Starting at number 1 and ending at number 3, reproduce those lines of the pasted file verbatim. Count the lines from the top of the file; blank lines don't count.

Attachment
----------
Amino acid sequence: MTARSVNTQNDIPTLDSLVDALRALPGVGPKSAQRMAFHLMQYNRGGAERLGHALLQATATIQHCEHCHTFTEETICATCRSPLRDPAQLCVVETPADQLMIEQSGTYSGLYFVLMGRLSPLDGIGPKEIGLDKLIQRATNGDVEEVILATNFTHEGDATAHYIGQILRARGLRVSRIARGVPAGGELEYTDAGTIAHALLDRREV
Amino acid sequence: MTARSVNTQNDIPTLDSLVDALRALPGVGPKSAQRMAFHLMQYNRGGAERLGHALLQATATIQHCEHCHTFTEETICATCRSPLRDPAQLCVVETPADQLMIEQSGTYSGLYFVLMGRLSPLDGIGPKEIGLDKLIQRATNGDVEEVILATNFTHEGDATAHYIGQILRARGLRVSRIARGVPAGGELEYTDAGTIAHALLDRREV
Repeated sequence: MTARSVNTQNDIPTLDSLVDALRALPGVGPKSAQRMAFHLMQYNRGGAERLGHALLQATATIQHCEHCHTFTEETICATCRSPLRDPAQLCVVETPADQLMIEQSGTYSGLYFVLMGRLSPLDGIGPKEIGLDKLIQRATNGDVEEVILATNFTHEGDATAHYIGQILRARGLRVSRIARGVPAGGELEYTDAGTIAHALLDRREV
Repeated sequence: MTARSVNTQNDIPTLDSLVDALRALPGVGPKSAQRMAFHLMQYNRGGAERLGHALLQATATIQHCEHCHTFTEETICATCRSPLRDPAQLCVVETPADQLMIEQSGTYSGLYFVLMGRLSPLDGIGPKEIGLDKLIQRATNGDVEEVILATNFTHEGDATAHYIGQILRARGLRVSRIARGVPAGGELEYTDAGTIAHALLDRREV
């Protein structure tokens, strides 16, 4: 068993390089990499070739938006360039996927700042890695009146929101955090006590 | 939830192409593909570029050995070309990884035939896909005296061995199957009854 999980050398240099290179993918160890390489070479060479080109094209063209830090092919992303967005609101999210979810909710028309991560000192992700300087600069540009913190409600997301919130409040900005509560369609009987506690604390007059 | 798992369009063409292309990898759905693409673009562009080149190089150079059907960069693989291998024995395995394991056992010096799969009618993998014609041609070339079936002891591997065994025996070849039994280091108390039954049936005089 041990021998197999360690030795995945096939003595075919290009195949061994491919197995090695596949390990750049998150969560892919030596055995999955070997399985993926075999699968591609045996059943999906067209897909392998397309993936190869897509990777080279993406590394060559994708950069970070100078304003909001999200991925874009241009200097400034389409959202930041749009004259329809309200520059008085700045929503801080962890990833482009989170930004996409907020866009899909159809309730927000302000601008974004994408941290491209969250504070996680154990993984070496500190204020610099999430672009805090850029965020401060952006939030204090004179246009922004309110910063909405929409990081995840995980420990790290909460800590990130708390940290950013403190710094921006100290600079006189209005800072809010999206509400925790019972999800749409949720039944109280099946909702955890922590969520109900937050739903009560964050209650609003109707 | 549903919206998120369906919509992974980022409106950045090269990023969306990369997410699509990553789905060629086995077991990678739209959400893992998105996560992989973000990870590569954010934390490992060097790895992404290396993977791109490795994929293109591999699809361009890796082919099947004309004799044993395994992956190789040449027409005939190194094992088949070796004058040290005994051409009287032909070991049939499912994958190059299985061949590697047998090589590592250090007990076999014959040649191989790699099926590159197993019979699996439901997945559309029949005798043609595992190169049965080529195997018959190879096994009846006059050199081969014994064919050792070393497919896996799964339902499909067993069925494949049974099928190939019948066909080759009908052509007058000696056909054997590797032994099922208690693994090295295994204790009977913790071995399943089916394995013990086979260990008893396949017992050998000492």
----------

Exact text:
Amino acid sequence: MTARSVNTQNDIPTLDSLVDALRALPGVGPKSAQRMAFHLMQYNRGGAERLGHALLQATATIQHCEHCHTFTEETICATCRSPLRDPAQLCVVETPADQLMIEQSGTYSGLYFVLMGRLSPLDGIGPKEIGLDKLIQRATNGDVEEVILATNFTHEGDATAHYIGQILRARGLRVSRIARGVPAGGELEYTDAGTIAHALLDRREV
Amino acid sequence: MTARSVNTQNDIPTLDSLVDALRALPGVGPKSAQRMAFHLMQYNRGGAERLGHALLQATATIQHCEHCHTFTEETICATCRSPLRDPAQLCVVETPADQLMIEQSGTYSGLYFVLMGRLSPLDGIGPKEIGLDKLIQRATNGDVEEVILATNFTHEGDATAHYIGQILRARGLRVSRIARGVPAGGELEYTDAGTIAHALLDRREV
Repeated sequence: MTARSVNTQNDIPTLDSLVDALRALPGVGPKSAQRMAFHLMQYNRGGAERLGHALLQATATIQHCEHCHTFTEETICATCRSPLRDPAQLCVVETPADQLMIEQSGTYSGLYFVLMGRLSPLDGIGPKEIGLDKLIQRATNGDVEEVILATNFTHEGDATAHYIGQILRARGLRVSRIARGVPAGGELEYTDAGTIAHALLDRREV